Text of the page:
The serial also suffers from the problem I had with the original, they never really explain how or why Batman and Robin get to do what they do. There’s no hint as to how Bruce is able to afford all these toys or that he never has to work. There’s no explanation as to why the police force shares information so freely with Bruce either. That was the strangest thing in the world how they would just call and offer up the latest details in the case.

The supporting cast was a bit stronger with Lyle Talbot introducing the world to Commissioner Gordon on the big screen. And unlike Captain Arnold in the first serial, he isn’t a completely inept cop. And does some work independent of Batman and Robin. And unlike later portrayals (up until Oldman took over), he is actually a man you could believe to be a cop that would earn Batman’s trust and respect. Jane Adams would become the first Vicki Vale on-screen. I feel like these movies are a product of their time, and she isn’t always shown to be the smartest person in the serial, but she is tough and capable at times. Eric Wilton also brings life to Alfred, and while William Austin gave the character a look, Wilton seems to introduce a lot of elements that would define the character. His dry-wit, his knack for stepping in for Batman and Robin when needed and his buried warmth. He doesn’t get a lot of screen-time, but it is a nice performance.

Unlike the first serial, this one doesn’t really introduce anything of note to the Bat-world. Like mentioned above, it is the world’s first glimpses of Commissioner Gordon and Vicki Vale outside of the pages of comic. We also see the Bat-signal for the first time, which oddly enough works in daylight (Don’t ask me.) And while they aren’t proper utility belts, we do get some bat-gadgets in this film. While none of them are named, and even more so some are questionable as to how they fit, we do get them.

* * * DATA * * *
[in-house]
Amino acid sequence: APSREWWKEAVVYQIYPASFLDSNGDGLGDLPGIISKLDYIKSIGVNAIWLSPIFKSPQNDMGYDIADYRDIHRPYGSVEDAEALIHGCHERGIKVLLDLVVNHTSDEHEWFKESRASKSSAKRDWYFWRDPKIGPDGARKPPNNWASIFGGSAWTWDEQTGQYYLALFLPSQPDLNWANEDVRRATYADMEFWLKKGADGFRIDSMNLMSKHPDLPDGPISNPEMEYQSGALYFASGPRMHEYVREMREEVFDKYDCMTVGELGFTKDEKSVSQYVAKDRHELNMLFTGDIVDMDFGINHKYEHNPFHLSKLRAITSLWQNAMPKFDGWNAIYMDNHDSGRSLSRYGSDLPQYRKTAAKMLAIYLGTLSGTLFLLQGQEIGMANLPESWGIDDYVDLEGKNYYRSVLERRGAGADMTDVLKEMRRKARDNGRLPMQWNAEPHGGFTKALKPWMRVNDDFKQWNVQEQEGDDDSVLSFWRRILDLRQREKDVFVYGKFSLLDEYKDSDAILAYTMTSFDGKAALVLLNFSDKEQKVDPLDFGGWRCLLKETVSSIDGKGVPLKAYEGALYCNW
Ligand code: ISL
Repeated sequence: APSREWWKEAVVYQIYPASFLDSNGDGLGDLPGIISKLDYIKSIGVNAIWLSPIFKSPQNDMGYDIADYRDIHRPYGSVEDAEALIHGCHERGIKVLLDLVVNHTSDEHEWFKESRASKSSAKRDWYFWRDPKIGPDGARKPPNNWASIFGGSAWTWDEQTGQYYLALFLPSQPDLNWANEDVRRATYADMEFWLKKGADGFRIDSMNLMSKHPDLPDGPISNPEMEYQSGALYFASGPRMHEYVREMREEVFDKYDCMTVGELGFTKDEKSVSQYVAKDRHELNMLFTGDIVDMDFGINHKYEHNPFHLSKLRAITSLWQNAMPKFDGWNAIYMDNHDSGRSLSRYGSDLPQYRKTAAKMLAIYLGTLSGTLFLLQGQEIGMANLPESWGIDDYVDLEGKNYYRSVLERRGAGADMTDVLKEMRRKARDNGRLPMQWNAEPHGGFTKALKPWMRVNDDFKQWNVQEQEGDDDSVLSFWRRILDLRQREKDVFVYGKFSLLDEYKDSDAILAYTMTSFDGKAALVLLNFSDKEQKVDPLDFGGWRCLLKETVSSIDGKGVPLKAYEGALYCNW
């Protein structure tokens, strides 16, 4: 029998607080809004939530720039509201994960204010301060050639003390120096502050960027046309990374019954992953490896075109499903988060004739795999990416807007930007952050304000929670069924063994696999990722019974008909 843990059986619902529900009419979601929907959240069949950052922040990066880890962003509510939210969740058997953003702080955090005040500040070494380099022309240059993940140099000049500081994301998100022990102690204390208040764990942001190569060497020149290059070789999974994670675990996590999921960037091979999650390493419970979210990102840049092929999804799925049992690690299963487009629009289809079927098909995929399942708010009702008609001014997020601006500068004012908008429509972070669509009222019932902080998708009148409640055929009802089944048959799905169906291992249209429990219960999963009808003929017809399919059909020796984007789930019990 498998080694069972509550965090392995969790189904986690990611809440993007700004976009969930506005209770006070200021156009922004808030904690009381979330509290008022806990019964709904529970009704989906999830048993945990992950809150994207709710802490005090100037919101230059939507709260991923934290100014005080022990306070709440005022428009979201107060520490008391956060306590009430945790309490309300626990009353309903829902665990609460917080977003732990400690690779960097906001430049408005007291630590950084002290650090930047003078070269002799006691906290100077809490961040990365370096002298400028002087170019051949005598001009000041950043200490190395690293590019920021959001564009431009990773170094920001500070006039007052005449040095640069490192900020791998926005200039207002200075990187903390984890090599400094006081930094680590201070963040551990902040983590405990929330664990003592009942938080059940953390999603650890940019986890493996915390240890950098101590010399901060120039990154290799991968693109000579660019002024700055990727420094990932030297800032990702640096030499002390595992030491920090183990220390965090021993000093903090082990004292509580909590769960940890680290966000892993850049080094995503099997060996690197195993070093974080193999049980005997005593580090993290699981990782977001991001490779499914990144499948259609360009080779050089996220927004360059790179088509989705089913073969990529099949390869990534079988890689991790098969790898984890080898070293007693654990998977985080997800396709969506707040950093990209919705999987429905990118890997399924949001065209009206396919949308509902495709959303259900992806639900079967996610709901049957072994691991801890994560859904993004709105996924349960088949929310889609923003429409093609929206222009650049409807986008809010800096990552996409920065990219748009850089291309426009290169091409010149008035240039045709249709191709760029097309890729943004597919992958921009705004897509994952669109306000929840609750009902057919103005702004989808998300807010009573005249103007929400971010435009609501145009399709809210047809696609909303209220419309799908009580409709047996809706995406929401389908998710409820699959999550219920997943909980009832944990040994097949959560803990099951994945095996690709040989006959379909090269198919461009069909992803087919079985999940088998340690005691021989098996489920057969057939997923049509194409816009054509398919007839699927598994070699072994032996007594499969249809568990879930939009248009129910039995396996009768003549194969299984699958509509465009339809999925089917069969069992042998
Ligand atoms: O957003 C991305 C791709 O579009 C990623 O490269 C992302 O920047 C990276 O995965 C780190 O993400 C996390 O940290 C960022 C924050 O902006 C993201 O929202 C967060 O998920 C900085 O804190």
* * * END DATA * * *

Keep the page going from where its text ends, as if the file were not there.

One thing I failed to mention when discussing the 1943 Batman serial, but is just as important here is that the serials show a more well-rounded Batman. Unlike the later movies, we are reminded that Batman is a skilled chemist and a master of disguise. He uses both of these traits in various parts of the serial to further the plot. While we do see elements of him as a chemist (mostly in 1989 Batman), the disguise bit pretty much is never recognized in later films.

On the flip side though, Batman and Robin aren’t the most skilled or graceful fighters. For the most part, there means of attacks are just to punch people silly. If they aren’t punching you silly, Batman tends to have a spot where he hides then throws himself at bad guys passing by. And the oddest of them all, is them just falling to the floor and bad guys throwing themselves over them. I realize that Batman and Robin have to lose fights in order to keep the serials going, but again I feel like the writing team could have been more creative.

It may sound like I’m done on the Batman and Robin serial, and while I do find them weaker than the Batman serial, they were an enjoyable ride. Just don’t let yourself get into the mystery too much since the writers didn’t really care to offer a proper conclusion to that or several other story threads.